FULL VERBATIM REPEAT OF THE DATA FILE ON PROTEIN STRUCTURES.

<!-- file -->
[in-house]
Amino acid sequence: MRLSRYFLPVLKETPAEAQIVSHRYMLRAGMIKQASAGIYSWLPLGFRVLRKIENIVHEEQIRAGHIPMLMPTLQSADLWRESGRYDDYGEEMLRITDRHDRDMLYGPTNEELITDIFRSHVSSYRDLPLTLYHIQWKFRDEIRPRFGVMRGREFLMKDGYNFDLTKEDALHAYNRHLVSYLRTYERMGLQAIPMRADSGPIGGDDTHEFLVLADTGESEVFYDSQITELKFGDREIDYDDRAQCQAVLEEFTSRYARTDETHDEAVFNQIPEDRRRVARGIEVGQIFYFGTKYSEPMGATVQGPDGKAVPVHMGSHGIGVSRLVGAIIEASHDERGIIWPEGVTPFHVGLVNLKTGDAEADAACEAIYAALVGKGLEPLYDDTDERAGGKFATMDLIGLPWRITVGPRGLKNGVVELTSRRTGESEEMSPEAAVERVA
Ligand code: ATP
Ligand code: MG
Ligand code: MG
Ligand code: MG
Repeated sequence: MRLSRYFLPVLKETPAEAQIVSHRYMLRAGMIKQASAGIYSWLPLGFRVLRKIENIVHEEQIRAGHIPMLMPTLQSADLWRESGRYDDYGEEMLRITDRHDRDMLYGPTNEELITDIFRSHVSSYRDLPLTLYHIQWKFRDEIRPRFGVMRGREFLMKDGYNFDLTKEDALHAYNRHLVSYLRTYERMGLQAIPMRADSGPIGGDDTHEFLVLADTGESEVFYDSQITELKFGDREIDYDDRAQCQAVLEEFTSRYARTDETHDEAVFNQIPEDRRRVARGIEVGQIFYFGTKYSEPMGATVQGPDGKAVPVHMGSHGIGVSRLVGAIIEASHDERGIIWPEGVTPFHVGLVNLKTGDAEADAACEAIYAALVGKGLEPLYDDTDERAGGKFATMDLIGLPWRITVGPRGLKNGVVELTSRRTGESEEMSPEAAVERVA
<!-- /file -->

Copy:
[in-house]
Amino acid sequence: MRLSRYFLPVLKETPAEAQIVSHRYMLRAGMIKQASAGIYSWLPLGFRVLRKIENIVHEEQIRAGHIPMLMPTLQSADLWRESGRYDDYGEEMLRITDRHDRDMLYGPTNEELITDIFRSHVSSYRDLPLTLYHIQWKFRDEIRPRFGVMRGREFLMKDGYNFDLTKEDALHAYNRHLVSYLRTYERMGLQAIPMRADSGPIGGDDTHEFLVLADTGESEVFYDSQITELKFGDREIDYDDRAQCQAVLEEFTSRYARTDETHDEAVFNQIPEDRRRVARGIEVGQIFYFGTKYSEPMGATVQGPDGKAVPVHMGSHGIGVSRLVGAIIEASHDERGIIWPEGVTPFHVGLVNLKTGDAEADAACEAIYAALVGKGLEPLYDDTDERAGGKFATMDLIGLPWRITVGPRGLKNGVVELTSRRTGESEEMSPEAAVERVA
Ligand code: ATP
Ligand code: MG
Ligand code: MG
Ligand code: MG
Repeated sequence: MRLSRYFLPVLKETPAEAQIVSHRYMLRAGMIKQASAGIYSWLPLGFRVLRKIENIVHEEQIRAGHIPMLMPTLQSADLWRESGRYDDYGEEMLRITDRHDRDMLYGPTNEELITDIFRSHVSSYRDLPLTLYHIQWKFRDEIRPRFGVMRGREFLMKDGYNFDLTKEDALHAYNRHLVSYLRTYERMGLQAIPMRADSGPIGGDDTHEFLVLADTGESEVFYDSQITELKFGDREIDYDDRAQCQAVLEEFTSRYARTDETHDEAVFNQIPEDRRRVARGIEVGQIFYFGTKYSEPMGATVQGPDGKAVPVHMGSHGIGVSRLVGAIIEASHDERGIIWPEGVTPFHVGLVNLKTGDAEADAACEAIYAALVGKGLEPLYDDTDERAGGKFATMDLIGLPWRITVGPRGLKNGVVELTSRRTGESEEMSPEAAVERVA